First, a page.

Surface Cleanliness

YOU CANNOT SANITIZE AN UNCLEAN SURFACE!

SOIL and DETERGENT CAN:


Protect the microbial cell
Inactivate the sanitizer

Surface Contact
Must contact the cell wall
Soil and non-smooth surfaces can affect this
Contact Time
The longer the contact time the greater the efficacy
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What Can Effect Sanitizer Performance?


Proper Temperature and Concentration
Generally increased temperature = increased efficacy
Some exceptions are Iodophors and Chlorine

Increased concentration = increased efficacy


Must remain within FDA (non-rinse compliance) guidelines
Shock Effect

pH Conditions
Especially true for acid and chlorine sanitizers
This is significant between wash and rinse cycles

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Build Up of Resistance
Sanitizers destroy 99.999% of the bacteria present under
normal conditions
The sanitizing agent must result in irreversible damage
referred to as microbial death

In the presence of 1,000,000 bacteria, 10 will survive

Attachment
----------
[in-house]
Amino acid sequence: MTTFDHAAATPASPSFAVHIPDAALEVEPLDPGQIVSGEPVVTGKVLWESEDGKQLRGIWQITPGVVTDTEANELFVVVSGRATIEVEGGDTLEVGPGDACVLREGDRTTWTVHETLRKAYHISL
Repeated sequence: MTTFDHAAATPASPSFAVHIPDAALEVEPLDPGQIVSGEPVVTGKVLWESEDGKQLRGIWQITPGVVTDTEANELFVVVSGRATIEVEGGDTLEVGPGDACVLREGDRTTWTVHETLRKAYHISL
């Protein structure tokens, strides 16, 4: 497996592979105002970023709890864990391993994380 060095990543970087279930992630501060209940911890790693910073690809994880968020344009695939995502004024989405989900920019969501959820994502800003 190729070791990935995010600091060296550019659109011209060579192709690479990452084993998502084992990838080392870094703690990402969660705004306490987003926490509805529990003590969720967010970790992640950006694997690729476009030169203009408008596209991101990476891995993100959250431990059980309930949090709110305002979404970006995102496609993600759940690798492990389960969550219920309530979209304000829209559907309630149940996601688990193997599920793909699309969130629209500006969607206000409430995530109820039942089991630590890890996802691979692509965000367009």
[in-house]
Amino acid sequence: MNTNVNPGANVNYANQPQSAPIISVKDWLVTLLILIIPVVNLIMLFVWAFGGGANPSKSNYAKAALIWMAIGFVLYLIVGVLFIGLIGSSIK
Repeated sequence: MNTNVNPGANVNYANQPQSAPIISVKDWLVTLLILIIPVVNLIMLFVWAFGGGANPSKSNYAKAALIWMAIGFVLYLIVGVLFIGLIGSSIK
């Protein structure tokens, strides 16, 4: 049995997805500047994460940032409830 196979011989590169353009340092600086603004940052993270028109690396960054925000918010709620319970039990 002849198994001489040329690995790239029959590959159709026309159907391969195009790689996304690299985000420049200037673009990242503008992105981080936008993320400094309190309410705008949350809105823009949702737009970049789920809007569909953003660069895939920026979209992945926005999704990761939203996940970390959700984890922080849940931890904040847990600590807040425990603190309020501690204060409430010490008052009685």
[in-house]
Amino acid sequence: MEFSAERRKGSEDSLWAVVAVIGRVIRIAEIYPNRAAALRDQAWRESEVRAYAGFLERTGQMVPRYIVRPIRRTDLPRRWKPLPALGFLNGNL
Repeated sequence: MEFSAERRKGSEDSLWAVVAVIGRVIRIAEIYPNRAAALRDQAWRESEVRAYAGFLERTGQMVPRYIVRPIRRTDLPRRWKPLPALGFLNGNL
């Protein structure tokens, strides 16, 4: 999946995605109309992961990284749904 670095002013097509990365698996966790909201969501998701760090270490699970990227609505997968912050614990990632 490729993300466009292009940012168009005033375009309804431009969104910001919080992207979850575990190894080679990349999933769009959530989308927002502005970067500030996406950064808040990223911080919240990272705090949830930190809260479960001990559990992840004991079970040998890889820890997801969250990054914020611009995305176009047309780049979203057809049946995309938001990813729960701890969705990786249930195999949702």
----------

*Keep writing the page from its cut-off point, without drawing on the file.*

You now have a source for future contamination
Continued exposure to sub-lethal levels of sanitizer results in
an increase in resistance
In essence applications less than lethal and in short duration
result in selective culturing of resistant strains
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How to Avoid the Build-Up of Resistance


Be sure concentration levels are met, maintained,
and recorded
Insure adequate contact time is reached (minimum
of 5 minutes)
Alternate between differing sanitizers
Occasional shocking of the system is recommended

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Sanitizers Are Not a Substitution For:


AN EFFICIENT CLEANING
PROGRAM

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Thank You